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action actual amount appear become bring called carrying cause charges common competition condition consumers continue corporation cost create demand depends dollars dynamic earnings economic effect employers entrepreneur equal established existence fact fall field final fixed force fund future gains give hand important improvement income increase industry influence interest invention keep kind labor and capital land larger less limit machine marginal material means measure method mill monopoly move movement natural operation organization particular persons population positive possible present profit progress protection railroad reason reduce relation rent represents requires result returns rise secure selling social society standard static subgroup supply tend term things tion true trust union unit utility wages wealth whole workers
Page 510 - It is thoroughly intelligent, independent, suggestive, and manifests an unaffected enthusiasm for social progress, and on the whole a just and sober apprehension of the conditions and essential features of such progress.
Page 39 - In all stages of social development the economic motives that actuate men remain essentially the same. All men seek to get as much net service from material wealth as they can. The more wealth they have, other things remaining the same, the better off they are, and the more personal sacrifice they are compelled to undergo in the securing of the wealth, the worse off they are. Some of the benefit received is neutralized by the sacrifice incurred; but there is a net surplus of gains not thus cancelled...
Page 253 - Hitherto it is questionable if all the mechanical inventions yet made have lightened the day's toil of any human being. They have enabled a greater population to live the same life of drudgery and imprisonment, and an increased number of manufacturers and others to make fortunes.
Page 325 - Professor JB Clark was still writing: 'If the patented article is something which society without a patent system would not have secured at all - the inventor's monopoly hurts nobody. . . . His gains consist in something which no one loses, even while he enjoys them.
Page 38 - ... to speak of the mobility of capital ; that is to say, so soon as he makes use of it. A single illustration of this will have to suffice, though there are several points in his argument where the frailty of the conception is patent enough. The transfer of capital from one industry to another is a dynamic phenomenon which is later to be considered.
Page 191 - ... For an interesting variant on these views of statics see Knight, PA, "Risk, Uncertainty and Profit," 1921, Ch. 5. ously within the economic regime were either considered unimportant, or of that quantitative type that affected in no wise the premises of the reasoner. For one group it seemed true that "the actual form of a highly dynamic society hovers relatively near to its static model, though it never conforms to it" ; 23 for another dynamics represented a transition stage that was to statics...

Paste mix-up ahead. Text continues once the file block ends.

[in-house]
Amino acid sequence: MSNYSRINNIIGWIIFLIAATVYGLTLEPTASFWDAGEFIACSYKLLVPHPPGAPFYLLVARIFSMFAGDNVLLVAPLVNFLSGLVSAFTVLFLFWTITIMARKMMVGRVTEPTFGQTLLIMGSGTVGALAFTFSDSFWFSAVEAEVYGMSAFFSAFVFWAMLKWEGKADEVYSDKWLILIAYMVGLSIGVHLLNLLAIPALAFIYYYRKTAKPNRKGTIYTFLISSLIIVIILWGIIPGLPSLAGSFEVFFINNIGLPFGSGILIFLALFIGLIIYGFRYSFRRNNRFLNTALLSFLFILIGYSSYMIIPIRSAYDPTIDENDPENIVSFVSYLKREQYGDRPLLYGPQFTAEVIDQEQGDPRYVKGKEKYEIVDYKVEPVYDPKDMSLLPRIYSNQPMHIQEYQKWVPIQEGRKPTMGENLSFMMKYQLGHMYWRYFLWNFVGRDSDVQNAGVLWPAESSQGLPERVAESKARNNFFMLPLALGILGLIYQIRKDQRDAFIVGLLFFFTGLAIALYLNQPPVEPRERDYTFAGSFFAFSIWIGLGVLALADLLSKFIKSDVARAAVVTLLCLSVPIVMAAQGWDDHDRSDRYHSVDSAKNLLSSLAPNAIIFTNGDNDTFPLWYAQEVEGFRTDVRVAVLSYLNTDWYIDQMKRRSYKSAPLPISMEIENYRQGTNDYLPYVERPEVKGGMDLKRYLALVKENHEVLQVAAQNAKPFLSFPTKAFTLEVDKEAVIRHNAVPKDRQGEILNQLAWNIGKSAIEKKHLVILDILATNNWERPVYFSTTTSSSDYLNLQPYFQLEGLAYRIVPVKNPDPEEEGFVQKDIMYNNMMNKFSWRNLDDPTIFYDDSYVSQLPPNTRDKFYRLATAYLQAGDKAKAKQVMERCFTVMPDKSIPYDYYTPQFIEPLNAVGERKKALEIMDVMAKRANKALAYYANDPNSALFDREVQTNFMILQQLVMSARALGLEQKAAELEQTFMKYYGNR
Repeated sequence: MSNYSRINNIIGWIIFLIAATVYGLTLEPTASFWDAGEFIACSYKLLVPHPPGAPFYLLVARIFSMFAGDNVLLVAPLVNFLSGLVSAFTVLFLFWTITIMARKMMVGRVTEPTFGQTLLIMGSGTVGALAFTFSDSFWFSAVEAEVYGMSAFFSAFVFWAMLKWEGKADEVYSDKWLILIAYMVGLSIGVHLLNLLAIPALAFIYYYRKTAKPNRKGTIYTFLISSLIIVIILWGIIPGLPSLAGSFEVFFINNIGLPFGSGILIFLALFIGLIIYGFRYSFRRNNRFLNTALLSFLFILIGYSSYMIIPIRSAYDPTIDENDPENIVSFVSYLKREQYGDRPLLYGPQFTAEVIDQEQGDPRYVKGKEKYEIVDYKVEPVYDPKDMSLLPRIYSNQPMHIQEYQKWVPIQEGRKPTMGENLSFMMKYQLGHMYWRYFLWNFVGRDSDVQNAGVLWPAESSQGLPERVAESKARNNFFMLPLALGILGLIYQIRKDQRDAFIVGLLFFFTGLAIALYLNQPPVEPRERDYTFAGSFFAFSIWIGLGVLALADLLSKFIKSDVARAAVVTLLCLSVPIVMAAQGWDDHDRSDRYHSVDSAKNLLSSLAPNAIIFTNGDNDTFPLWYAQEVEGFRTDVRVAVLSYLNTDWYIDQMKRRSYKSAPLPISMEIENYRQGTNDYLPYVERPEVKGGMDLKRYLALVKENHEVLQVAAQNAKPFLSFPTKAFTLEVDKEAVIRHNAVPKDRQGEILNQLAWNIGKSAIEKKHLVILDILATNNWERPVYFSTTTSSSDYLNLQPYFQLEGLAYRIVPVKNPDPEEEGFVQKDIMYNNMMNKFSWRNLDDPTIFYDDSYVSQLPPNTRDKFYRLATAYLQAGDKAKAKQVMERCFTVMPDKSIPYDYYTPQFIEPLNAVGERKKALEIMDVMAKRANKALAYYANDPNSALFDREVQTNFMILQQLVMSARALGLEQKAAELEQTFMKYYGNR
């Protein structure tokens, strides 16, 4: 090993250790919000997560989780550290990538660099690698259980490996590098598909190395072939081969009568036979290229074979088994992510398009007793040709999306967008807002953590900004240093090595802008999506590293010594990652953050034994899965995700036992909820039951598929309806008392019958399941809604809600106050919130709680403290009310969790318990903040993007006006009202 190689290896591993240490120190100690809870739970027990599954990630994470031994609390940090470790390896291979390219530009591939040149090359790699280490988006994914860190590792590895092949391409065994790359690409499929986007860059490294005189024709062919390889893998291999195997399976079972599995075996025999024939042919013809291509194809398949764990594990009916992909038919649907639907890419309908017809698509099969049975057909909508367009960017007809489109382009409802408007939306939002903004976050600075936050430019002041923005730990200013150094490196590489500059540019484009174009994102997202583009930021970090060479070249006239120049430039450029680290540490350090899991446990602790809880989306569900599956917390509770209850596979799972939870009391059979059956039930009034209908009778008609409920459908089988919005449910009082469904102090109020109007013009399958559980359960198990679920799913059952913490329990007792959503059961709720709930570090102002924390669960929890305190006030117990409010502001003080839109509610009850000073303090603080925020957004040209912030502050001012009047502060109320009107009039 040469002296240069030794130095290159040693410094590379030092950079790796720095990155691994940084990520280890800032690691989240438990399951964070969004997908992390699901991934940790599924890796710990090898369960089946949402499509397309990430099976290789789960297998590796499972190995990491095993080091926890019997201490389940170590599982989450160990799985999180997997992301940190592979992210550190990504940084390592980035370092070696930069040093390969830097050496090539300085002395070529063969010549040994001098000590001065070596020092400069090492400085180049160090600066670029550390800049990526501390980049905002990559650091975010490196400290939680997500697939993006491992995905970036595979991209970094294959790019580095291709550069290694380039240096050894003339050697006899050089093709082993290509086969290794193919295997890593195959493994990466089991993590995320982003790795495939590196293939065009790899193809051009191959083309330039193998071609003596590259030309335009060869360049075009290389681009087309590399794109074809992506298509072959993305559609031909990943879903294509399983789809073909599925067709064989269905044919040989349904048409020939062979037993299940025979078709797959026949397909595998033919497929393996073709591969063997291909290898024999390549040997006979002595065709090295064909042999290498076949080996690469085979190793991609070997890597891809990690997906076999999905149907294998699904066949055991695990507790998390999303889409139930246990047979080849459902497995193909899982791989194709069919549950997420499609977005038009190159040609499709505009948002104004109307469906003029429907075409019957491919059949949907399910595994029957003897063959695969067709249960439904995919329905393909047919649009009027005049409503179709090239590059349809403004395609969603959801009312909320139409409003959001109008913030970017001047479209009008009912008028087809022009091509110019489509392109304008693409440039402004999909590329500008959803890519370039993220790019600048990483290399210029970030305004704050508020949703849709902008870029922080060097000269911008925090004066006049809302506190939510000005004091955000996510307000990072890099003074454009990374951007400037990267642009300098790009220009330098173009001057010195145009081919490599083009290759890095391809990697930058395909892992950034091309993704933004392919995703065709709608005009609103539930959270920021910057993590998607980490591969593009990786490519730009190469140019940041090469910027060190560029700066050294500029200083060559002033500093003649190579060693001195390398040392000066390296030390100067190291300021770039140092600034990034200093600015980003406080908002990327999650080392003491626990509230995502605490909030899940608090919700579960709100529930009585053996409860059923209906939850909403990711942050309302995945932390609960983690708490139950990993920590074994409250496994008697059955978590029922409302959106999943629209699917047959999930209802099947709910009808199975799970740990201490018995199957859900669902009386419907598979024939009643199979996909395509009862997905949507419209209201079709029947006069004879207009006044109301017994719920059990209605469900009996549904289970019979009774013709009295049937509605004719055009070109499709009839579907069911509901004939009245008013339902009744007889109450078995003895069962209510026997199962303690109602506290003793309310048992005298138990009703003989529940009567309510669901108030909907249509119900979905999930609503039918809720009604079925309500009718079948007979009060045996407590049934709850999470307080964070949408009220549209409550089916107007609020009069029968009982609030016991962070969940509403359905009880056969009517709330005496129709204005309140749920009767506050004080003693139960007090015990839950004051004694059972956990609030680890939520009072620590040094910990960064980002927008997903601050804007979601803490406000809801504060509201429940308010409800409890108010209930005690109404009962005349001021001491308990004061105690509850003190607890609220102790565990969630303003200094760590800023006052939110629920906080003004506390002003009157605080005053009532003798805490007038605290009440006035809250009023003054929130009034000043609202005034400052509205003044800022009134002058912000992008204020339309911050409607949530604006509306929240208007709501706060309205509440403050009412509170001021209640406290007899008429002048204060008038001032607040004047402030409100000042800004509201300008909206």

Page 253 - At its introduction an economical device often forces some men to seek new occupations, but it never reduces the general demand for labor. As progress closes one field of employment, it opens others, and it has come about that after a century and a quarter of brilliant invention and of rapid and general substitution of...
Page 301 - The machine itself is often a hopeless specialist. It can do one minute thing and that only, and when a new and better device appears for doing that one thing, the machine has to go, and not to some new employment, but to the junk heap. There is thus taking place a considerable waste of capital in consequence of mechanical and other progress.
Page 510 - Giddings shows itself to the best advantage. The problems of anthropology and ethnology are also fully and ably handled. Of the other parts I like best of all the discussion of tradition and of social choices ; on these topics he shows the greatest originality. I have not the space to take up these or other doctrines in detail, nor would such work be of much value. A useful book must be read to be understood.
Page 507 - It is not too much to say that the publication of Professor Clark's book marks an epoch in the history of economic thought in the United States. Its inspirations, its illustrations, even its independence of the opinions of others, are American; but its originality, the brilliancy of its reasoning, and its completeness deserve and will surely obtain for it a place in world literature.